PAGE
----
You might feel a mismatch between your personal user experience and some of the usability findings I’ve reported recently:
On intranets, employees had an average success rate of 74%, meaning that 1/4 of the measured tasks ended in failure.
Teenagers—those supposed masters of technology—had an average success rate of 71%, and thus failed even more often than corporate users.
E-commerce users found what they wanted 64% of the time in their first query and only 28% of the time in more difficult searches.
Generalizing across many recent studies, I concluded that "users are incredibly bad at finding and researching things on the web."
A bleak picture (though it's better now than in the past).
But do you fail at least a quarter of the time when using the web? Probably not. Speaking personally, the web does beat me occasionally, but not as often as the research data would imply.
Why You Don't Fail As Much
There's a simple explanation as to why you and I don't experience the low usability levels seen in usability studies. In conducting user research, rule #1 is to recruit users who represent the target audience. So that’s what we do.
Thus, unless we run a specialized study—say, on how professional journalists use the PR area of corporate websites—our findings report on the performance of average users.
Dear Reader, you are not average. If you were, you wouldn't be reading this website.
You most likely have above-average IQ and education.
You certainly have above-average reading skills. (I employ more complex sentence structures and vocabulary than usually recommended, because I don't write for a broad consumer audience.)
You most definitely have superior knowledge of web design patterns and computer concepts. Even if you're a visual designer or marketer, if you work on Internet projects, you’re a veritable geek compared to normal people.
Given all this, you simply cannot predict how well the average person will use something based on your own personal experience. You're too good.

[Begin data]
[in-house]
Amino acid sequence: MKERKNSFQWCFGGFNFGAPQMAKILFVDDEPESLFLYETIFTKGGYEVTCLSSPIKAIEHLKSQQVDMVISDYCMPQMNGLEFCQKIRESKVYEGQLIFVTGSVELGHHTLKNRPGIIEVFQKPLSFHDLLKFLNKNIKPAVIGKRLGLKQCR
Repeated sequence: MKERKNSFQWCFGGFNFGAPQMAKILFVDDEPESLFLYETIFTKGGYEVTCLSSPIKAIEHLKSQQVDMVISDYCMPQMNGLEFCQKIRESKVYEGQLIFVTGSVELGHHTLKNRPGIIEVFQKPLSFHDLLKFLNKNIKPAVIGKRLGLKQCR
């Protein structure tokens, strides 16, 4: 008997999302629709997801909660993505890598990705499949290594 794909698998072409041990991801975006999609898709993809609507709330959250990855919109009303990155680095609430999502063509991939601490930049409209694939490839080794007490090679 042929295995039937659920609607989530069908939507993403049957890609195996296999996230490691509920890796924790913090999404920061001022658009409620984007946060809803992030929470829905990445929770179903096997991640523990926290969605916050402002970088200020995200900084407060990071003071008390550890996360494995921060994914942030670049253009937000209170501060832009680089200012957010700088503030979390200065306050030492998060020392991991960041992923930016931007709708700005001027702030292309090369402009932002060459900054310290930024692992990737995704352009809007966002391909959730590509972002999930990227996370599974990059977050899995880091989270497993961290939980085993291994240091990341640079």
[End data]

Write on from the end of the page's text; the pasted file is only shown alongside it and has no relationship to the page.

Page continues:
Why Users Don't Fail As Much
Even average users don't fail as much on an everyday basis as they do when we test them in usability studies.
The reason? Users spend an inordinate amount of time on websites they already know quite well. Furthermore, most of the tasks people do are fairly simple things they’ve done many times before on the same site, such as checking news headlines, scanning Facebook updates, or seeing whether their paycheck has been deposited into their bank account.
This is why users hate change: they've finally learned how to perform common tasks on the sites they visit the most. They therefore have a high success rate on these tasks—assuming the site design stays the same.
(This is not a reason to avoid all redesigns. Just because users are capable of doing something doesn't mean that they can do it well; still, you should be conservative, and you shouldn’t change the UI for the sake of change itself.)
I don't have an exact number, but based on observing users' free-form behavior in field studies, repeating well-known tasks probably accounts for about 90% of users' time online. So, users are trying something new only about 10% of the time.
For simplicity's sake, let's go with these percentages, and furthermore say that users achieve 100% success on their well-known tasks and 80% success on the new tasks. Under these assumptions, the everyday user experience will have a 98% success rate averaged across all tasks—new and old alike, weighted by how often they're performed.
So why worry about usability if the everyday user experience is so much better than what we measure in the usability lab?
One reason: People won’t become experienced users of a design if they fail at being first-time users of that design.
For sure, this is true for websites: if a site is too difficult or frustrating to use, people leave and try the next site down on the SERP.
If the task or application is very important to users, they might try harder and make it past a few failures. Still, the point remains: something with poor early-use usability will not become a favorite destination that people return to again and again.